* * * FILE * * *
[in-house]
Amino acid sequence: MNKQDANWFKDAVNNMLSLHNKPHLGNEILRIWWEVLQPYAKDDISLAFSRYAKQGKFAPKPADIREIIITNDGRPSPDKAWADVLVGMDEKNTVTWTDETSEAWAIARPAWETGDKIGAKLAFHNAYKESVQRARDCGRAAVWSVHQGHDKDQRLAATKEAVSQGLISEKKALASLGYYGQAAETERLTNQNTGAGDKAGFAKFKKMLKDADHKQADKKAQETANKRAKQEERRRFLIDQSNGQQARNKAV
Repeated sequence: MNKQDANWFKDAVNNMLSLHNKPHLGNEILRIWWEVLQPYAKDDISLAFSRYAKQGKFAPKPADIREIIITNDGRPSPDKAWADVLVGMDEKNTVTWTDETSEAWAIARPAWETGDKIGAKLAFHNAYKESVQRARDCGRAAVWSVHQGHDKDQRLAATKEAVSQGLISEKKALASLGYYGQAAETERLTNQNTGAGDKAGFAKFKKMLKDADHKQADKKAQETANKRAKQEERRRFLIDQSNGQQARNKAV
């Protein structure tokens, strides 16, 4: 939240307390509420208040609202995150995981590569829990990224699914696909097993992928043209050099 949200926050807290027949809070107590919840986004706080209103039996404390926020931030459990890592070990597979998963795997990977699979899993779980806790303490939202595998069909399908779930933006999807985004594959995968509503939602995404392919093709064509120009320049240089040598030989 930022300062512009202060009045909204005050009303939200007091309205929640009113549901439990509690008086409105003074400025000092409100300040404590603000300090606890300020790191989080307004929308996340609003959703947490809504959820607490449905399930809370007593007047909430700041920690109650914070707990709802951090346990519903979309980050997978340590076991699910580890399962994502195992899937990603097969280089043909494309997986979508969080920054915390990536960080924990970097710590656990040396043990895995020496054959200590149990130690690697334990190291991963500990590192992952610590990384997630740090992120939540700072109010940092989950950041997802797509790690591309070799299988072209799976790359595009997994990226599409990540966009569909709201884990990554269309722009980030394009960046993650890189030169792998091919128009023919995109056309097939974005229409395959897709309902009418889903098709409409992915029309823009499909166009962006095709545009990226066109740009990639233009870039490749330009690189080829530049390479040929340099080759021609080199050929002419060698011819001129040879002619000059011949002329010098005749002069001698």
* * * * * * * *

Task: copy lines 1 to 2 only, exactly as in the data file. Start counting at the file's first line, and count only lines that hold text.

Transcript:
[in-house]
Amino acid sequence: MNKQDANWFKDAVNNMLSLHNKPHLGNEILRIWWEVLQPYAKDDISLAFSRYAKQGKFAPKPADIREIIITNDGRPSPDKAWADVLVGMDEKNTVTWTDETSEAWAIARPAWETGDKIGAKLAFHNAYKESVQRARDCGRAAVWSVHQGHDKDQRLAATKEAVSQGLISEKKALASLGYYGQAAETERLTNQNTGAGDKAGFAKFKKMLKDADHKQADKKAQETANKRAKQEERRRFLIDQSNGQQARNKAV